Frank Lampard, Manchester City, and the reaction from Chelsea supporters 4

When Frank Lampard agreed his move to New York City FC, it was almost inevitable that he would to fill the time between now and the franchise’s first season in MLS with a bridging loan.  US fans will be suspicious of another ageing arriving on their shores and collecting big wages, so therefore it’s important for the player to sustain his fitness over the coming months and enter the final phase of his career as an active rather than retiring footballer.

So, from that perspective, his proposed six-month contract with Manchester City - the US team’s parent club - is entirely logical.

The default response of fans is to revert to hate once a player leaves their club, and that’s particularly true amongst younger supporters and especially so when the transfer is domestic - which this Lampard deal effectively is.

Hopefully, in this instance that narrow-minded tribalism won’t be a factor and Frank Lampard won’t receive any kind of blow-back.  In an ideal world he would not have joined a championship rival, but he’s still entitled to play at the highest level still available to him - he has unquestionably earned himself that privilege and also more than a little latitude with Chelsea’s supporters.

He might not be a relevant part of the City first-team, but there are obvious benefits both parties nonetheless: City get some very accomplished and experienced - albeit physically-declining - midfield cover, whilst Lampard is able to remain in an extremely competitive squad environment and take advantage of the outstanding coaching and conditioning infrastructure which exists at the club.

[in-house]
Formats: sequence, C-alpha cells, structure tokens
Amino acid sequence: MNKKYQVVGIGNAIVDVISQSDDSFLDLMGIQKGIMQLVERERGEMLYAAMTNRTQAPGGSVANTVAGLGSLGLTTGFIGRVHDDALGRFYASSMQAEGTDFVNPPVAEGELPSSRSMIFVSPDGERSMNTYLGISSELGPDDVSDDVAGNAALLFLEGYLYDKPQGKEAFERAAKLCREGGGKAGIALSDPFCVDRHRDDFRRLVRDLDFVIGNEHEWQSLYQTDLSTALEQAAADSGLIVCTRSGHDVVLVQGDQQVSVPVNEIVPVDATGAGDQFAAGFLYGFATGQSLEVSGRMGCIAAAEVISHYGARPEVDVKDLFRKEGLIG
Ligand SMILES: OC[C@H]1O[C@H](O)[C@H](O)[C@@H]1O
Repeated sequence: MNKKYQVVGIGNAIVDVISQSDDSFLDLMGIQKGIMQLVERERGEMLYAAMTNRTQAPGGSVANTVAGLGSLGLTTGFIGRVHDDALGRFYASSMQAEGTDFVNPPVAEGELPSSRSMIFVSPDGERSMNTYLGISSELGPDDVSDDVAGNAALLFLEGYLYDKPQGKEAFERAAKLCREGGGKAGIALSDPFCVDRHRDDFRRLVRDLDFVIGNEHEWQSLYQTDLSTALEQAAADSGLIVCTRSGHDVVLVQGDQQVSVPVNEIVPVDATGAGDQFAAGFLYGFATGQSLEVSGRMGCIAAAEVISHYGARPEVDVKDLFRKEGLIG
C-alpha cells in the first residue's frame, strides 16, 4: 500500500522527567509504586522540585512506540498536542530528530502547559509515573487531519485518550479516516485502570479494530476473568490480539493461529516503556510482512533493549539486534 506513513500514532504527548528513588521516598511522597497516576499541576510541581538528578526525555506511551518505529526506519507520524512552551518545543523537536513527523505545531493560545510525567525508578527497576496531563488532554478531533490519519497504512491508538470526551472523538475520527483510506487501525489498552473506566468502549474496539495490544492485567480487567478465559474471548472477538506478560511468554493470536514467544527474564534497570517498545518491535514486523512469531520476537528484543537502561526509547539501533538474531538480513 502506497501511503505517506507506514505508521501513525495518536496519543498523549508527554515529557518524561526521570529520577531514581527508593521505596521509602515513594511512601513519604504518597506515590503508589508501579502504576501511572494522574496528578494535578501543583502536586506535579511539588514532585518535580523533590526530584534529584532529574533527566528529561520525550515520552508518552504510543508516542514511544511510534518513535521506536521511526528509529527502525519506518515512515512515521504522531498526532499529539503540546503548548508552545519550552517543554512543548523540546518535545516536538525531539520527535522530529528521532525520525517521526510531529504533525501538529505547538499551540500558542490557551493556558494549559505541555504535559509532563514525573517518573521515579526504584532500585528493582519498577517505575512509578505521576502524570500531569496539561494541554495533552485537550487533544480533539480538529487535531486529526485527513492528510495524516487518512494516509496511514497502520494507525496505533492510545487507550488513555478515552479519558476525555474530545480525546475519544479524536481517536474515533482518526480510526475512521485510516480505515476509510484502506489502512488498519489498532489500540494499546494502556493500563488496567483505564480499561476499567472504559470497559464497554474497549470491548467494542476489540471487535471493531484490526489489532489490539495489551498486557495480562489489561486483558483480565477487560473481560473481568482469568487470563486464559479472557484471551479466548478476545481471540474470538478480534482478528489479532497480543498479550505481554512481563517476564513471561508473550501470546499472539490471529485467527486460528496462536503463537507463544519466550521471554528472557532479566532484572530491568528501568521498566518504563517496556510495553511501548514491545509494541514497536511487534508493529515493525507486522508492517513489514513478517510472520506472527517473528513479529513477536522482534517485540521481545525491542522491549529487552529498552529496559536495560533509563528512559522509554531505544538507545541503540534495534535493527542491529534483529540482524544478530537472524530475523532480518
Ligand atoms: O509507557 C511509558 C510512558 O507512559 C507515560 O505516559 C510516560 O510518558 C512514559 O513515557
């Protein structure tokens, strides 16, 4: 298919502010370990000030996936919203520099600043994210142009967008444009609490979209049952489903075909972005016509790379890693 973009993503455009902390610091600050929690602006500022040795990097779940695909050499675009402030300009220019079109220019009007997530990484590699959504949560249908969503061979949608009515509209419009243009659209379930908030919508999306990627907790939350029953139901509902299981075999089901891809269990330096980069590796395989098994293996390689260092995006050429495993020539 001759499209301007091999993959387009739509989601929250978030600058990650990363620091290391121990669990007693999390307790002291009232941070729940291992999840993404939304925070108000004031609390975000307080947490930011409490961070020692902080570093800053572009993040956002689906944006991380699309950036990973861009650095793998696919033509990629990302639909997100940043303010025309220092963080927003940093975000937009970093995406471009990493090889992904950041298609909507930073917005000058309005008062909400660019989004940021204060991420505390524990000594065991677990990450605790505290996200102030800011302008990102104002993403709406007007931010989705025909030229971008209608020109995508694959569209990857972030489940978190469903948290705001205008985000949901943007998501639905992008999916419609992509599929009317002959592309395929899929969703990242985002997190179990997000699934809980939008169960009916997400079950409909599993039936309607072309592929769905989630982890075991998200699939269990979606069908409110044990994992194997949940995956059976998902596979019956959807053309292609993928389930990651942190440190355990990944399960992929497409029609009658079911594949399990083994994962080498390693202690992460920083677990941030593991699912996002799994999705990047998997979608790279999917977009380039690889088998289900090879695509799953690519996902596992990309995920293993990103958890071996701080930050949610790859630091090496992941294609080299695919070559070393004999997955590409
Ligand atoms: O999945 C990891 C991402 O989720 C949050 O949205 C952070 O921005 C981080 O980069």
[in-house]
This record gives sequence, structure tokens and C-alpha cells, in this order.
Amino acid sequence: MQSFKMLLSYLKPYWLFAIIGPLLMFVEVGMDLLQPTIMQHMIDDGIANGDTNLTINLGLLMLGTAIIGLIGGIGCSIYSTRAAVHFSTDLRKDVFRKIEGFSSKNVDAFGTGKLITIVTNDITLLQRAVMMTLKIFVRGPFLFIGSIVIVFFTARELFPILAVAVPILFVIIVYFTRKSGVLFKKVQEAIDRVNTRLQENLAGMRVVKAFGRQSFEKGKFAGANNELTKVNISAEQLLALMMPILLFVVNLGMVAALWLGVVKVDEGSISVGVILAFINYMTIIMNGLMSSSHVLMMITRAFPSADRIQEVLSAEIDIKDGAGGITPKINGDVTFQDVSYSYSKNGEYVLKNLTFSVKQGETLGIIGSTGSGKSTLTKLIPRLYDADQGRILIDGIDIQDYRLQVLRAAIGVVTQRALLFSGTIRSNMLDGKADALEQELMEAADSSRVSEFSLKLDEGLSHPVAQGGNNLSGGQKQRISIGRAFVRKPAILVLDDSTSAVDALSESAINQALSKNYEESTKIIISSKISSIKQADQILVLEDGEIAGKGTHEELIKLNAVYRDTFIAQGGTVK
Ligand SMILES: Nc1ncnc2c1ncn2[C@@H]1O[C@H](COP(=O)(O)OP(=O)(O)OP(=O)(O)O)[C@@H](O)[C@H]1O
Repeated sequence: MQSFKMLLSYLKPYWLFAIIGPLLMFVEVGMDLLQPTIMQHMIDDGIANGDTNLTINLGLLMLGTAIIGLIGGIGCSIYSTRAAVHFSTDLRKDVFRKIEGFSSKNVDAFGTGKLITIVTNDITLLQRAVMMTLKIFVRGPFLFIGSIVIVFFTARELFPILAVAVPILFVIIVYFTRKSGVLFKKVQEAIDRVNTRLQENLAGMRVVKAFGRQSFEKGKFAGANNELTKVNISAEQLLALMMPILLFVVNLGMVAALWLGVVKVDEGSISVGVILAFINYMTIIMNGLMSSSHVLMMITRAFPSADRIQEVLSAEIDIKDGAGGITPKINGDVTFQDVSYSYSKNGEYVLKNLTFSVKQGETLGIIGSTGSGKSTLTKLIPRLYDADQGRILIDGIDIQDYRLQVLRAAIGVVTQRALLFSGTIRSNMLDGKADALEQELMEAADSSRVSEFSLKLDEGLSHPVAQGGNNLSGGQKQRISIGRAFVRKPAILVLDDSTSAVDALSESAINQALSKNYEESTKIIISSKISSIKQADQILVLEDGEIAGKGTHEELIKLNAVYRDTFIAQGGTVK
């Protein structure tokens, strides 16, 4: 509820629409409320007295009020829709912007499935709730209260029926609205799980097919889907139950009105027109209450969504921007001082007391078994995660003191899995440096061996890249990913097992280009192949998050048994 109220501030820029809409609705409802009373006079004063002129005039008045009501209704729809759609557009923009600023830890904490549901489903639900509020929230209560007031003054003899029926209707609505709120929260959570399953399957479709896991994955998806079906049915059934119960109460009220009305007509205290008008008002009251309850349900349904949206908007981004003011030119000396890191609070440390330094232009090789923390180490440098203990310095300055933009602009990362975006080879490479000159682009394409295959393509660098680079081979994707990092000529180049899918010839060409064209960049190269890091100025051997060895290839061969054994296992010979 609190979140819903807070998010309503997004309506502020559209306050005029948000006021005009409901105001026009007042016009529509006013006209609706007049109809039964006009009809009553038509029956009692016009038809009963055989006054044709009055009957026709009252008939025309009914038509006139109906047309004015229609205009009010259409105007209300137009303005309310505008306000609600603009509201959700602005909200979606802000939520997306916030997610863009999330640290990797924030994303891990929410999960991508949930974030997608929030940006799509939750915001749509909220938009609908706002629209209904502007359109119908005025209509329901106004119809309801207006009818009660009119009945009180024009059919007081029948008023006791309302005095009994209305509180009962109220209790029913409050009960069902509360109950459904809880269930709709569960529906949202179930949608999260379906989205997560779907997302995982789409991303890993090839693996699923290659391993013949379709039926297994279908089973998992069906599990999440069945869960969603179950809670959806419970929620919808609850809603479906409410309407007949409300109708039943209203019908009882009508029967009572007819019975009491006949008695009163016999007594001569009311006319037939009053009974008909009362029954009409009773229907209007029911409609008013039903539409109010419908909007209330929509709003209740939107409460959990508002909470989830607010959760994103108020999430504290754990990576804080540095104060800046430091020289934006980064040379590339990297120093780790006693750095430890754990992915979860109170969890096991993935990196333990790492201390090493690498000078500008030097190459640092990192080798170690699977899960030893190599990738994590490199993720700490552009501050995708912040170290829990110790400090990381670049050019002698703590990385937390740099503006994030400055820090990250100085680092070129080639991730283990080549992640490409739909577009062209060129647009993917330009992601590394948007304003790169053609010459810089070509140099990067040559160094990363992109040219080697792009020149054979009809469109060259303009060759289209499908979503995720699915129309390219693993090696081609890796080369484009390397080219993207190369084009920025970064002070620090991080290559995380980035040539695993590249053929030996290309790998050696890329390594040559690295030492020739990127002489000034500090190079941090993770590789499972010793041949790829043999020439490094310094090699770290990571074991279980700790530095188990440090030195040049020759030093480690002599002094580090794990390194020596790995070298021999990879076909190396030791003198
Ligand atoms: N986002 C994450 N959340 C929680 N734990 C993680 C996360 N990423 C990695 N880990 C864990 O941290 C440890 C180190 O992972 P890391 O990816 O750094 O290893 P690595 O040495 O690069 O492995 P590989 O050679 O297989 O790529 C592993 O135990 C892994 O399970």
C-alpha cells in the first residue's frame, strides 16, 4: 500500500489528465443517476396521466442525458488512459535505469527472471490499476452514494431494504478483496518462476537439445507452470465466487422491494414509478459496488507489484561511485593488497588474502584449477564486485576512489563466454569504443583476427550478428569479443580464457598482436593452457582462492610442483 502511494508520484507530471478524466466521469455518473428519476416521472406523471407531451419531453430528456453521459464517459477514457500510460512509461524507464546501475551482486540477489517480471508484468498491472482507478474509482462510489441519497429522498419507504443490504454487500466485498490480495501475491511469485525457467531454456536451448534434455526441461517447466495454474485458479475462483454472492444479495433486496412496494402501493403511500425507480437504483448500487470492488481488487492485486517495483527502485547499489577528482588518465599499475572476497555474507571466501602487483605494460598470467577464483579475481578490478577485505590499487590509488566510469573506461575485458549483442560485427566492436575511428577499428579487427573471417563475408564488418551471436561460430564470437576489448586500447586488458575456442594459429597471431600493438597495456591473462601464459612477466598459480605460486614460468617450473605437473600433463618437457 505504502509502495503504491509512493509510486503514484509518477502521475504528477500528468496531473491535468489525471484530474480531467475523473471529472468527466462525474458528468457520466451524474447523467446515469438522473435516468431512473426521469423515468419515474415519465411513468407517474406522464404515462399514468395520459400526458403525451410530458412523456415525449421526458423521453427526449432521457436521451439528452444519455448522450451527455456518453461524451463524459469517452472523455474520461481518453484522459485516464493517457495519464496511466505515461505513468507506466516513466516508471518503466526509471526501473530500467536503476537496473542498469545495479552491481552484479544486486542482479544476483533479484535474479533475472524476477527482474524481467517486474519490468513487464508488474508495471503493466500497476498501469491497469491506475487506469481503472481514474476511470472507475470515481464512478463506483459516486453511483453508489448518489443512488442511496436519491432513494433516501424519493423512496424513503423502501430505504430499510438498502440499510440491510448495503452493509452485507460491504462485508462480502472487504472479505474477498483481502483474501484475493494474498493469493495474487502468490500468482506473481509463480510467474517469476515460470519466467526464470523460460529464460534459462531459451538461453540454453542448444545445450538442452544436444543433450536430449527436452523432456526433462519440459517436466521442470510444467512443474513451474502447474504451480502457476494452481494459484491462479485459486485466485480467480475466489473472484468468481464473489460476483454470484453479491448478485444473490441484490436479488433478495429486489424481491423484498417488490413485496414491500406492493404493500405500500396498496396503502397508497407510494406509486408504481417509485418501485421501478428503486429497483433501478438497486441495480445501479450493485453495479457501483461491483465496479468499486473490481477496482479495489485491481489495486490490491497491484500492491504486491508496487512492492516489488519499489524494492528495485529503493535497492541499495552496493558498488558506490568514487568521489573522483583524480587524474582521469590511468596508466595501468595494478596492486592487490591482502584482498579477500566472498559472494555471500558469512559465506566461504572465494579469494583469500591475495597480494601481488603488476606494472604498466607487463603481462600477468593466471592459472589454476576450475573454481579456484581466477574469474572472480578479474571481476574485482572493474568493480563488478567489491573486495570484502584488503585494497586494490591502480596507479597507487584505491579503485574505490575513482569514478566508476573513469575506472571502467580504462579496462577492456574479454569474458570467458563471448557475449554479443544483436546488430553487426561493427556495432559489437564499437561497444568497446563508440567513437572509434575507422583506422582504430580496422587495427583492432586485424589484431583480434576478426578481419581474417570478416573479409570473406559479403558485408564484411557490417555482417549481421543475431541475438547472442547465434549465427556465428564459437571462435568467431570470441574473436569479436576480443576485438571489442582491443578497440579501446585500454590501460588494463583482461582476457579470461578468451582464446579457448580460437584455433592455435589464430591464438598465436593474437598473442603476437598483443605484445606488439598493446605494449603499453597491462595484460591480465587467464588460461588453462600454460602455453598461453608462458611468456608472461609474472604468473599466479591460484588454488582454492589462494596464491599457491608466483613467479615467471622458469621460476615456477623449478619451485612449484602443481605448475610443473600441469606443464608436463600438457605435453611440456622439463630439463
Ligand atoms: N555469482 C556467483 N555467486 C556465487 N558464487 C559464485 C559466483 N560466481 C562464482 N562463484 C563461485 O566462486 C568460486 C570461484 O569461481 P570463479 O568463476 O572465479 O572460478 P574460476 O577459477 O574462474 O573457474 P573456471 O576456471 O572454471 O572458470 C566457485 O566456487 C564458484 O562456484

Could he have found himself a club offering more pitch-time?  Absolutely, but there’s a balance between being a regular first-team player in an attritional league and simply maintaining sharpness and - being thirty-six years old and having limited mileage left on his clock - Lampard probably wants to tread that balance carefully.

He would like, I imagine, to be involved in a passive way and in a manner that allows him to start life in New York fit but fresh.

Most Chelsea fans will already understand that, but the foolish, emotionally-incontinent minority should remember that this part of Frank Lampard’s career is really about practicality more than anything else.

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